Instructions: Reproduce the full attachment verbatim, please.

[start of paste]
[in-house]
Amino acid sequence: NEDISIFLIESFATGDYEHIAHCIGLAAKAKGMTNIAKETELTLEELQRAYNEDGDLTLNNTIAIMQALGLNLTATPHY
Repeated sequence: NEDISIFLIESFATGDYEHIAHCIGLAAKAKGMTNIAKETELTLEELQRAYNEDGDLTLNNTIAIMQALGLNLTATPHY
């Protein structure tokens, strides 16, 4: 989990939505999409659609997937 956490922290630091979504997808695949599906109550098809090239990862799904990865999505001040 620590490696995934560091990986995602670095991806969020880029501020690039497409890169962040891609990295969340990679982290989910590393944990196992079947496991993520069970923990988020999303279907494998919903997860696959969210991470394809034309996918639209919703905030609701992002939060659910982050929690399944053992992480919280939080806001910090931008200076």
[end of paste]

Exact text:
[in-house]
Amino acid sequence: NEDISIFLIESFATGDYEHIAHCIGLAAKAKGMTNIAKETELTLEELQRAYNEDGDLTLNNTIAIMQALGLNLTATPHY
Repeated sequence: NEDISIFLIESFATGDYEHIAHCIGLAAKAKGMTNIAKETELTLEELQRAYNEDGDLTLNNTIAIMQALGLNLTATPHY
């Protein structure tokens, strides 16, 4: 989990939505999409659609997937 956490922290630091979504997808695949599906109550098809090239990862799904990865999505001040 620590490696995934560091990986995602670095991806969020880029501020690039497409890169962040891609990295969340990679982290989910590393944990196992079947496991993520069970923990988020999303279907494998919903997860696959969210991470394809034309996918639209919703905030609701992002939060659910982050929690399944053992992480919280939080806001910090931008200076």